When we are given a problem, we can come up with multiple valid expressions to solve it. Unfortunately, it is difficult to evaluate all expressions automatically and verify their equivalence.
Many schools use online forms that check character by character whether the submitted expression conforms with the intended solution. In many cases, the solution is declined due to slight variations of characters, despite its equivalence.
MathJudge is a solution to that problem. Instead of evaluating an expression character by character, like most online forms and quizzes, it evaluates them on multiple test cases, defined by the author of the problem (e.g., the professor). If the expression, plugged with assigned values, yields the intended value (up to 5 decimal places), then the expression is declared as correct.
For a professor to use the service, their school has to register an account. A school, regulated by an administrator, can add, and remove professors.
Each professor will be able to log in to their admin-generated account, add their own students and create new problems in the editor.
Each created student can be assigned to a class.
The procedure is simple and straight-forward.
The first part consists of adding text content (a problem statement), a title and classes, i.e., which students can view and solve the problem.
Then, the author must specify how many tests they want the student-submitted expression to go through. They must also specify the expression by default that will be used as a basis of comparison and the accepted variables (uppercase Latin letters expected to appear in both the expression by default and the student-submitted expression).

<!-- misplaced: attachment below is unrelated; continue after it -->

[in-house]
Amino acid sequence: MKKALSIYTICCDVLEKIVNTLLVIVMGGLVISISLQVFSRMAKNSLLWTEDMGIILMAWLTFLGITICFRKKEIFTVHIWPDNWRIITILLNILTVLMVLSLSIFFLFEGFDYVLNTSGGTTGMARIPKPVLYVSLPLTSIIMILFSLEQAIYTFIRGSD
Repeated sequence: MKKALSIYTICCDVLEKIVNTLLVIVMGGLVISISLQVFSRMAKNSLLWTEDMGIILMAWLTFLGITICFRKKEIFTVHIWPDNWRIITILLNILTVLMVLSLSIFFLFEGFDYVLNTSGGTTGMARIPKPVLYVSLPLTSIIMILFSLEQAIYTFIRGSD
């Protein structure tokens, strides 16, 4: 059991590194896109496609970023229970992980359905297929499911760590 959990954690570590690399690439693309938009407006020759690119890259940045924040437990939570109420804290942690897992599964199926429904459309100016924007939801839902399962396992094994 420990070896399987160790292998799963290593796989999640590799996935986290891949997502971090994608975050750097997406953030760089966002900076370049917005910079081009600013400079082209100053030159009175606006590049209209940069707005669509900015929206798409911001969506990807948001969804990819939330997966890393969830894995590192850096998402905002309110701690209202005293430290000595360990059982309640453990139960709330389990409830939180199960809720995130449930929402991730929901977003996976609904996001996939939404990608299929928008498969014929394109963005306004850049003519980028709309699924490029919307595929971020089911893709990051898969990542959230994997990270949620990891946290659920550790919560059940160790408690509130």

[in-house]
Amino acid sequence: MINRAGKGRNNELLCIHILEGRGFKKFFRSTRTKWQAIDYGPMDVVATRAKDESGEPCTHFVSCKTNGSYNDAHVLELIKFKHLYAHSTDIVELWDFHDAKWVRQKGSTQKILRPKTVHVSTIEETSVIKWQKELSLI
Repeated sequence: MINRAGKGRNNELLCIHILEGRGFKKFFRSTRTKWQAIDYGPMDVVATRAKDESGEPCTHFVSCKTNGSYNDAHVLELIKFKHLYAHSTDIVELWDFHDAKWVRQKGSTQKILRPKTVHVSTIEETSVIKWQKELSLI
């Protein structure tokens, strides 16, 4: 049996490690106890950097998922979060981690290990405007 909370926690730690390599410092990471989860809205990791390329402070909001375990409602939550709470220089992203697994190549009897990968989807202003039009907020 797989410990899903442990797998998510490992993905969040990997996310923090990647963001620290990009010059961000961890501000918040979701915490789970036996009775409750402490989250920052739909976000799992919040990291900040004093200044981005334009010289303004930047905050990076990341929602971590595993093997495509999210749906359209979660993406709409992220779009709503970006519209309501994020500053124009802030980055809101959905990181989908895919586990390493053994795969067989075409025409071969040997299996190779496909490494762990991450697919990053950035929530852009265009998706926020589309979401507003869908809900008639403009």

Finally, for each test case, they must input the value of each variable in order.
Once all the information is provided, the problem will be eligible for publication (i.e., publicly visible to students).
On the editor, the professor can supervise the progress of students.
Students, from their portal, will be able to view the classes created by their respective professors, according to their class.
Once a problem is selected, the student is given the problem statement, the title, and the list of expected variables in the expression.
A message will appear on the page in terms of the correctness of their submission. Each solved problem will be tagged with a green cell ‘Solved.’
Operators: The system handles basic operations (additions, subtractions, multiplications, divisions) and exponentiation.
Functions: So far, we support the following:
|MathJudge notation||Mathematical notation|
In addition to these, we have the constant π (entered as